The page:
Sometimes, it can be a little difficult to tell when you should be investigating a new line of work, but in the life of one software developer, the case seems very clear. They have stepped over the thin line between function and dysfunction and possibly may have destroyed their career in the bargain. Perhaps, though, that was their goal all along.
Recent posts on Boing Boing (http://boingboing.net/) and Slashdot (http://slashdot.org) point out the story of a Macintosh software developer who was so fed up with the pirating of his software that he programmed in a “nuclear” defense. Instead of simply disabling the software when presented with one of several, known, pirated serial numbers, the developer included code that would delete a user’s home directory (i.e. all the documents, pictures, music, preferences and settings). Imagine, weeks of work, thousands of hours, financial records, family photos, purchased music. Poof! Gone!
Now, you might say, “Well, they were pirating this developer’s software. They deserve it!” Do they, though? There are many ways that such a scheme can backfire. Suppose the software was installed by a co-worker, friends or child. Suppose a registered user grabbed an incorrect serial number by mistake. What if there is a bug on the software that triggers this bomb even when a correct serial number is supplied? Is wholesale data destruction really a correct response to software piracy? I think the answer is no.
I do not support software piracy, of course, but it seems clear that this developer has not only destroyed their own career and business, but may have opened themselves to legal action, up to and including felony charges, if this software bomb is ever activated. The destruction of data is taken very seriously by the courts today. While I am not a lawyer, I believe the developer’s actions could easily be construed as computer sabotage in many jurisdictions.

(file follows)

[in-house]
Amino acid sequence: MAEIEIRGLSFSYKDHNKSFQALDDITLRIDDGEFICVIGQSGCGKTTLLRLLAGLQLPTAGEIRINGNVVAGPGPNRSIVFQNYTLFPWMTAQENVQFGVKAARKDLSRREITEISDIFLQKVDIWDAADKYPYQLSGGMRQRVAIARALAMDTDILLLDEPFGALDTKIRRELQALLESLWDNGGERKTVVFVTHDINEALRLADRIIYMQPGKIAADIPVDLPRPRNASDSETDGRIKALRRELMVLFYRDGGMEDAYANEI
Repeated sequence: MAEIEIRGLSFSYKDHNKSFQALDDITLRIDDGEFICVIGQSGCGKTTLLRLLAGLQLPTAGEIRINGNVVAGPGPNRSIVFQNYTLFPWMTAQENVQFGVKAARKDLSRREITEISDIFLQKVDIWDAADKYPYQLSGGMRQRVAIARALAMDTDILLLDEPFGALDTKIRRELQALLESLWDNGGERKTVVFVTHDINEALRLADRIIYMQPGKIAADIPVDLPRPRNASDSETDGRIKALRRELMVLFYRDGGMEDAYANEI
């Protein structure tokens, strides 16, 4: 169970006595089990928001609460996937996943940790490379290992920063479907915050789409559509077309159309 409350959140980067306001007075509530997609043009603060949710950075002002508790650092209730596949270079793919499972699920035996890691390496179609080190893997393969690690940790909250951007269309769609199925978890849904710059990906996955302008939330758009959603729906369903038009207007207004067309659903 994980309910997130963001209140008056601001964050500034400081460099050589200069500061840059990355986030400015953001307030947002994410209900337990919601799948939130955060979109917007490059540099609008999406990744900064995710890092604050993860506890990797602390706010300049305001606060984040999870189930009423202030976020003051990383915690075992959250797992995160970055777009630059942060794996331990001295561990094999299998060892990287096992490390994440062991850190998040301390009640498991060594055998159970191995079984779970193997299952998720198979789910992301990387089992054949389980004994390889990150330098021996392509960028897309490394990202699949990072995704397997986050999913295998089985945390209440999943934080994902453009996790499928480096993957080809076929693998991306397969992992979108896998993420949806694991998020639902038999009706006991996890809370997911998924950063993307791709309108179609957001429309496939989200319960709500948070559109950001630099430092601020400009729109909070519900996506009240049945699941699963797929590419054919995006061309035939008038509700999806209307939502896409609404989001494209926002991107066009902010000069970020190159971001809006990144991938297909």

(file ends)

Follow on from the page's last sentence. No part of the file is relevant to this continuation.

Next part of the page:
What this developer has truly done, though, is very clearly illustrate the need to look for another line of work. There is obviously some deep and fundamental dissatisfaction with this current career. They are angry and upset, but, like many people, the anger is directed outwards instead of being used as an impetus for deep, personal thought about career.
Each business has its issues and software piracy is certainly a concern of any software developer, yet this action is clearly self-destructive. No one who is aware of this issue will ever install another piece of software from this developer, out of fear of what might happen. Instead of withdrawing gracefully from a career that they no longer respect, they have decided to go out in a blaze of infamy. Is this really the way that they want to be remembered? We cannot speak for this one disgruntled worker, but we can use this story to ask ourselves, are we on the same destructive career path?
You shouldn’t wait for self-destructive behavior such as this to indicate when it is time for you to find a new job or career. Yet, we often see signs of such career suicide in the workplace — workers who not only do worse and worse at their job over time, but also start actively sabotaging their companies and fellow employees. These people seem intent on destroying not only their own careers, but those around them, as well. The truth is, though, you damage yourself far more than any of the others. In some cases, you might not just be destroying a particular job, you might be destroying your entire career.
If you are unsatisfied with your career, direct your energies to finding something new, not in destroying everything you have created. Don’t let your anger or despair control your actions. Delve deep into your thoughts and try to discover the source of your anger. Do you feel mistreated? Do you feel threatened? Are you just tired of this career? I can assure you, you will find no joy in destruction…of yourself or others. You will find only a yawning emptiness that you will find all the more difficult to fill. We all need a career in order to survive but keep in mind the destruction of one career can never insure the creation of another.